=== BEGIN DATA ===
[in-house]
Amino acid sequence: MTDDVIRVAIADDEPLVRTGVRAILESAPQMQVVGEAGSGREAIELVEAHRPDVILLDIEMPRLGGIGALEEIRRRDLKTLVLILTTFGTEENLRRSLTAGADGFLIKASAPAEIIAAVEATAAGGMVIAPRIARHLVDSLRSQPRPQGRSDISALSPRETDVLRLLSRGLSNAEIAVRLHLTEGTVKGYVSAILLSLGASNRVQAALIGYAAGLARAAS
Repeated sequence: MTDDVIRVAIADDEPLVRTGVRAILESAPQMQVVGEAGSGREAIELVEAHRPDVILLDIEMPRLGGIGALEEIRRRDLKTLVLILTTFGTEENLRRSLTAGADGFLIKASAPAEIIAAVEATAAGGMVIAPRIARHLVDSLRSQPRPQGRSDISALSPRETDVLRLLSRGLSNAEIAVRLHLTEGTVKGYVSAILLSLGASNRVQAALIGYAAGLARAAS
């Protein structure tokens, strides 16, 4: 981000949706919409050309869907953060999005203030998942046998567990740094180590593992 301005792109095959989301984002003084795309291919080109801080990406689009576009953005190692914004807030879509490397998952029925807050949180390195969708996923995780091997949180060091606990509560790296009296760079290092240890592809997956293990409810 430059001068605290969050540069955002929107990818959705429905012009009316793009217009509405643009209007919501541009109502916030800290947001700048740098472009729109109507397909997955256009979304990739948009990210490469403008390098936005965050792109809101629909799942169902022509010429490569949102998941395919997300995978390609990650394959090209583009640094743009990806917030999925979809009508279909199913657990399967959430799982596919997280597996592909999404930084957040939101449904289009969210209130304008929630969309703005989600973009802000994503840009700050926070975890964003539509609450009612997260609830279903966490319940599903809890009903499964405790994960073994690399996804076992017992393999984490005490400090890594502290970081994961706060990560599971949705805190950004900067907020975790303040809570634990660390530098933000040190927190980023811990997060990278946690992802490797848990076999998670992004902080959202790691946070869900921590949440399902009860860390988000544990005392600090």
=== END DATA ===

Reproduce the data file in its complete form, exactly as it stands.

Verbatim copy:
[in-house]
Amino acid sequence: MTDDVIRVAIADDEPLVRTGVRAILESAPQMQVVGEAGSGREAIELVEAHRPDVILLDIEMPRLGGIGALEEIRRRDLKTLVLILTTFGTEENLRRSLTAGADGFLIKASAPAEIIAAVEATAAGGMVIAPRIARHLVDSLRSQPRPQGRSDISALSPRETDVLRLLSRGLSNAEIAVRLHLTEGTVKGYVSAILLSLGASNRVQAALIGYAAGLARAAS
Repeated sequence: MTDDVIRVAIADDEPLVRTGVRAILESAPQMQVVGEAGSGREAIELVEAHRPDVILLDIEMPRLGGIGALEEIRRRDLKTLVLILTTFGTEENLRRSLTAGADGFLIKASAPAEIIAAVEATAAGGMVIAPRIARHLVDSLRSQPRPQGRSDISALSPRETDVLRLLSRGLSNAEIAVRLHLTEGTVKGYVSAILLSLGASNRVQAALIGYAAGLARAAS
């Protein structure tokens, strides 16, 4: 981000949706919409050309869907953060999005203030998942046998567990740094180590593992 301005792109095959989301984002003084795309291919080109801080990406689009576009953005190692914004807030879509490397998952029925807050949180390195969708996923995780091997949180060091606990509560790296009296760079290092240890592809997956293990409810 430059001068605290969050540069955002929107990818959705429905012009009316793009217009509405643009209007919501541009109502916030800290947001700048740098472009729109109507397909997955256009979304990739948009990210490469403008390098936005965050792109809101629909799942169902022509010429490569949102998941395919997300995978390609990650394959090209583009640094743009990806917030999925979809009508279909199913657990399967959430799982596919997280597996592909999404930084957040939101449904289009969210209130304008929630969309703005989600973009802000994503840009700050926070975890964003539509609450009612997260609830279903966490319940599903809890009903499964405790994960073994690399996804076992017992393999984490005490400090890594502290970081994961706060990560599971949705805190950004900067907020975790303040809570634990660390530098933000040190927190980023811990997060990278946690992802490797848990076999998670992004902080959202790691946070869900921590949440399902009860860390988000544990005392600090």